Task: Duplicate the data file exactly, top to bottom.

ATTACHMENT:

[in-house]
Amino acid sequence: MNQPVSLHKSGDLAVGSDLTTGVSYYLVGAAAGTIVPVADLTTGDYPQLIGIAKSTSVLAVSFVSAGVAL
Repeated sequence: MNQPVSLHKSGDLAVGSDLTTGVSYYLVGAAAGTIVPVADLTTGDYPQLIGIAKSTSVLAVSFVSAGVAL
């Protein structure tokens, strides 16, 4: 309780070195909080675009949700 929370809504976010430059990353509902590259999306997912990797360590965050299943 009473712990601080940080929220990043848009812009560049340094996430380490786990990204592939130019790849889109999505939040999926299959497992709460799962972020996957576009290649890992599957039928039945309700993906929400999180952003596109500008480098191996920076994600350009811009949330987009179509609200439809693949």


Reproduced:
[in-house]
Amino acid sequence: MNQPVSLHKSGDLAVGSDLTTGVSYYLVGAAAGTIVPVADLTTGDYPQLIGIAKSTSVLAVSFVSAGVAL
Repeated sequence: MNQPVSLHKSGDLAVGSDLTTGVSYYLVGAAAGTIVPVADLTTGDYPQLIGIAKSTSVLAVSFVSAGVAL
């Protein structure tokens, strides 16, 4: 309780070195909080675009949700 929370809504976010430059990353509902590259999306997912990797360590965050299943 009473712990601080940080929220990043848009812009560049340094996430380490786990990204592939130019790849889109999505939040999926299959497992709460799962972020996957576009290649890992599957039928039945309700993906929400999180952003596109500008480098191996920076994600350009811009949330987009179509609200439809693949």